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I saw this article in the NY Times a month ago and see many similarities with Microfinance banks.  In financial services investments broadly, this segment has avoided much of the over-leveraging and troubled asset issues that the larger banks have.  That may make them boring, but staying in business, continuing to serve customers and providing returns to shareholders is what we’re supposed to do.  It’s what we do in our portfolio companies and what the industry of microfinance is proving to the world – small, simple, profitable banks making a huge impact.  I would make one divergence from the article when considering microfinance – working with those living in poverty is NOT BORING.

Sectoral Highlight: Microfinance Investment Opportunities in an under-banked Cambodia

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From our friends at Leopard Capital, a great synopsis on the Cambodian MFI industry.

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In recent years, the Cambodian banking sector has experienced dramatic growth due to annual GDP expansion of more than 10 percent and to increasing bank penetration. Bank deposits have grown from $382 million in 2000 to more than $2.5 billion today while bank loans have increased from $310 million in 2000 to more than $2.5 billion. However, Cambodia still remains relatively “unbanked” with total bank assets less than 40 percent of GDP as compared to approximately 160 percent in Korea and 80 percent in Vietnam.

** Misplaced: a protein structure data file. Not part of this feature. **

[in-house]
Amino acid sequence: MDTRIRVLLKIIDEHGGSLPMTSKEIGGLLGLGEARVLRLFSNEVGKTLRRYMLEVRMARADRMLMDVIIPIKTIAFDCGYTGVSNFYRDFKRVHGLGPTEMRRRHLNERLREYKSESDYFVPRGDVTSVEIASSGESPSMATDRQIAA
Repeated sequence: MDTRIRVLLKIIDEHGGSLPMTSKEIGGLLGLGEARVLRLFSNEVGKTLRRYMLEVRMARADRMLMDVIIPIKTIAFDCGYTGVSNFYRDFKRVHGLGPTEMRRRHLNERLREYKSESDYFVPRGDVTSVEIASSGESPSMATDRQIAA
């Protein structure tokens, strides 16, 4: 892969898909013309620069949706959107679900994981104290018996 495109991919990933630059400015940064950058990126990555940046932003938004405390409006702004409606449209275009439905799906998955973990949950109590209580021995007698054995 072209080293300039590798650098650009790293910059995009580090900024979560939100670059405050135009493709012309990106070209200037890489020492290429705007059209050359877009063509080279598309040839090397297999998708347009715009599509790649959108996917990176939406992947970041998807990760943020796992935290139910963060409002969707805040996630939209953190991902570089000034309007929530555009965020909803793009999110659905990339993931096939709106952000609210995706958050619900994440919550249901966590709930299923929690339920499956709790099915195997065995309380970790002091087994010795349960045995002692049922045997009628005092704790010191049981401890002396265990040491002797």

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Most Cambodian commercial banks have traditionally focused on the top 20% of the economic pyramid and have overlooked rural communities which comprise more than 80% of the overall population. This is where Microfinance institutions (MFIs) have stepped in with great success.

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The Cambodian microfinance sector is generally considered a model microfinance industry and is widely studied by academics and banking professionals. Five Cambodian MFIs are included in the MIX Global 100 Composite Rankings of the top 100 global MFIs. Only India has more MFIs in the index. At the end of 2008, Cambodia had 18 licensed MFIs, up from six MFIs in 2003. Microfinance loans increased by 61% in 2008 and are still expected to grow at a healthy 10 to 20% in 2009 although funding costs could rise as foreign investors scale back their emerging market investments and nonperforming loans will also likely increase as a result of slower economic growth. In 2008, the number of MFI borrowers exceeded one million, up from 970,152 in 2007: healthy growth across the board.

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LCF expects consolidation in the banking sector over the coming 12 to 20 months as a result of the National Bank’s tripling of the minimum capital requirement in September 2008. Capital requirements were increased for commercial banks from KHR 50 billion ($12.5 million) to KHR 150 billion ($37.5 million) and for specialized banks from KHR 10 billion ($2.5 million) to KHR 30 billion ($7.5 million). Banks existing prior to September 2008 have until the end of 2010 to meet the new capital requirements. This combination of tremendous growth and of consolidation presents investors with several exciting opportunities and at LCF we are currently evaluating several options to invest in the sector including participating in any pre-IPO capital raising by a leading MFI, acquiring an existing MFI or merging an existing MFI with a smaller commercial bank. Leopard Capital Associate Matt Magenheim has written a report in which he delves in more detail into the rather unique history of Cambodian MFIs and into their structure and he also looks at the tremendous scope for future growth.